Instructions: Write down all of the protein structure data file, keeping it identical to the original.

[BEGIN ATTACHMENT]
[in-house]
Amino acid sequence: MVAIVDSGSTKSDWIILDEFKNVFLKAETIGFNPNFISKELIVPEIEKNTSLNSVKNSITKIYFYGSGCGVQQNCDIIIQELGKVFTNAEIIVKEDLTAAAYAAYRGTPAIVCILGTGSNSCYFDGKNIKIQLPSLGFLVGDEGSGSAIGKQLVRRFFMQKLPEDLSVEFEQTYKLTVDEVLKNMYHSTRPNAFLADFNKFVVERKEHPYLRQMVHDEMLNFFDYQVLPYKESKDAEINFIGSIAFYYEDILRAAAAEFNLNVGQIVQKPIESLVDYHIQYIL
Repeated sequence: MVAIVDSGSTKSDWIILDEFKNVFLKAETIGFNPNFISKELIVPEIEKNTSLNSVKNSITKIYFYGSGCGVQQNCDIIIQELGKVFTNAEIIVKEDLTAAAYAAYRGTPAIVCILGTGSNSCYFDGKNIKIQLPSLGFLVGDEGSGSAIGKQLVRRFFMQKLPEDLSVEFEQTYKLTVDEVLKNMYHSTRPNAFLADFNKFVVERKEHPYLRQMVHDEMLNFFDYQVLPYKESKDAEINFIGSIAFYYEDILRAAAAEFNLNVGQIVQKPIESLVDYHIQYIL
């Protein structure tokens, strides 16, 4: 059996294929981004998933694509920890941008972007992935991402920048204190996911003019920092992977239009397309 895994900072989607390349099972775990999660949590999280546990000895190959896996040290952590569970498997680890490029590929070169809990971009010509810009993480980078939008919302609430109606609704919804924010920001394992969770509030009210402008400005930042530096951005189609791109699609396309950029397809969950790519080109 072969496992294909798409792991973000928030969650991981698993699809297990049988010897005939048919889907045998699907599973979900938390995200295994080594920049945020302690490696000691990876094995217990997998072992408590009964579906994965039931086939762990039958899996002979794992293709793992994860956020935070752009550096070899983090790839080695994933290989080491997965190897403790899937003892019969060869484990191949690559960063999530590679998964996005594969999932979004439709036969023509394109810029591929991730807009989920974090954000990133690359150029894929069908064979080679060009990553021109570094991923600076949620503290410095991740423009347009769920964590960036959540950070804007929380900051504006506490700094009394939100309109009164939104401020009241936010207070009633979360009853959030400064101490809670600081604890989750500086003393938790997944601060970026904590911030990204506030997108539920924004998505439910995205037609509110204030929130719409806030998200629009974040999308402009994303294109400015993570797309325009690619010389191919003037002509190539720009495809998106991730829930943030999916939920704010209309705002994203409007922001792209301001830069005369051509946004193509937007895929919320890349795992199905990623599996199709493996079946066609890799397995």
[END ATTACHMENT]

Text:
[in-house]
Amino acid sequence: MVAIVDSGSTKSDWIILDEFKNVFLKAETIGFNPNFISKELIVPEIEKNTSLNSVKNSITKIYFYGSGCGVQQNCDIIIQELGKVFTNAEIIVKEDLTAAAYAAYRGTPAIVCILGTGSNSCYFDGKNIKIQLPSLGFLVGDEGSGSAIGKQLVRRFFMQKLPEDLSVEFEQTYKLTVDEVLKNMYHSTRPNAFLADFNKFVVERKEHPYLRQMVHDEMLNFFDYQVLPYKESKDAEINFIGSIAFYYEDILRAAAAEFNLNVGQIVQKPIESLVDYHIQYIL
Repeated sequence: MVAIVDSGSTKSDWIILDEFKNVFLKAETIGFNPNFISKELIVPEIEKNTSLNSVKNSITKIYFYGSGCGVQQNCDIIIQELGKVFTNAEIIVKEDLTAAAYAAYRGTPAIVCILGTGSNSCYFDGKNIKIQLPSLGFLVGDEGSGSAIGKQLVRRFFMQKLPEDLSVEFEQTYKLTVDEVLKNMYHSTRPNAFLADFNKFVVERKEHPYLRQMVHDEMLNFFDYQVLPYKESKDAEINFIGSIAFYYEDILRAAAAEFNLNVGQIVQKPIESLVDYHIQYIL
């Protein structure tokens, strides 16, 4: 059996294929981004998933694509920890941008972007992935991402920048204190996911003019920092992977239009397309 895994900072989607390349099972775990999660949590999280546990000895190959896996040290952590569970498997680890490029590929070169809990971009010509810009993480980078939008919302609430109606609704919804924010920001394992969770509030009210402008400005930042530096951005189609791109699609396309950029397809969950790519080109 072969496992294909798409792991973000928030969650991981698993699809297990049988010897005939048919889907045998699907599973979900938390995200295994080594920049945020302690490696000691990876094995217990997998072992408590009964579906994965039931086939762990039958899996002979794992293709793992994860956020935070752009550096070899983090790839080695994933290989080491997965190897403790899937003892019969060869484990191949690559960063999530590679998964996005594969999932979004439709036969023509394109810029591929991730807009989920974090954000990133690359150029894929069908064979080679060009990553021109570094991923600076949620503290410095991740423009347009769920964590960036959540950070804007929380900051504006506490700094009394939100309109009164939104401020009241936010207070009633979360009853959030400064101490809670600081604890989750500086003393938790997944601060970026904590911030990204506030997108539920924004998505439910995205037609509110204030929130719409806030998200629009974040999308402009994303294109400015993570797309325009690619010389191919003037002509190539720009495809998106991730829930943030999916939920704010209309705002994203409007922001792209301001830069005369051509946004193509937007895929919320890349795992199905990623599996199709493996079946066609890799397995």